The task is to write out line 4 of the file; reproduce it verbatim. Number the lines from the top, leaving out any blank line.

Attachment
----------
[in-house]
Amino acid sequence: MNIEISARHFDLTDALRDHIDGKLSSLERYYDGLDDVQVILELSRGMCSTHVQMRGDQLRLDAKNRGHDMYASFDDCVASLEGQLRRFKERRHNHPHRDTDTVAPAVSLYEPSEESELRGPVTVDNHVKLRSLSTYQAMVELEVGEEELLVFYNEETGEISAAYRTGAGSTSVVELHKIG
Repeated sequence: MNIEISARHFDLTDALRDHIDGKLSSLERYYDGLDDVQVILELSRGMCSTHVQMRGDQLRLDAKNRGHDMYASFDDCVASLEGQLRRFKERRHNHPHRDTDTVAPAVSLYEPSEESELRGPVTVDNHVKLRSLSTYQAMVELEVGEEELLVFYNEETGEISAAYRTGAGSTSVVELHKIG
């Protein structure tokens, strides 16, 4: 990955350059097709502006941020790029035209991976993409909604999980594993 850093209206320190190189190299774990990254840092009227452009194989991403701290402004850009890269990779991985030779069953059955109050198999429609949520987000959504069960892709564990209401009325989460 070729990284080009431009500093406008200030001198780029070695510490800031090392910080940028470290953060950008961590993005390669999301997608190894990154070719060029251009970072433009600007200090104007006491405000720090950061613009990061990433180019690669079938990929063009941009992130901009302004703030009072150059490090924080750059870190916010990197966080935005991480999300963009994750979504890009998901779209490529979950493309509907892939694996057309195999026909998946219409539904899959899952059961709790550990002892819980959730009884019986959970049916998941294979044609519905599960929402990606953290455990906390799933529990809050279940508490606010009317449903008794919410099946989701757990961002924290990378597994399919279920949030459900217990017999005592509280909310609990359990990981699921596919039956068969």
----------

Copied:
């Protein structure tokens, strides 16, 4: 990955350059097709502006941020790029035209991976993409909604999980594993 850093209206320190190189190299774990990254840092009227452009194989991403701290402004850009890269990779991985030779069953059955109050198999429609949520987000959504069960892709564990209401009325989460 070729990284080009431009500093406008200030001198780029070695510490800031090392910080940028470290953060950008961590993005390669999301997608190894990154070719060029251009970072433009600007200090104007006491405000720090950061613009990061990433180019690669079938990929063009941009992130901009302004703030009072150059490090924080750059870190916010990197966080935005991480999300963009994750979504890009998901779209490529979950493309509907892939694996057309195999026909998946219409539904899959899952059961709790550990002892819980959730009884019986959970049916998941294979044609519905599960929402990606953290455990906390799933529990809050279940508490606010009317449903008794919410099946989701757990961002924290990378597994399919279920949030459900217990017999005592509280909310609990359990990981699921596919039956068969």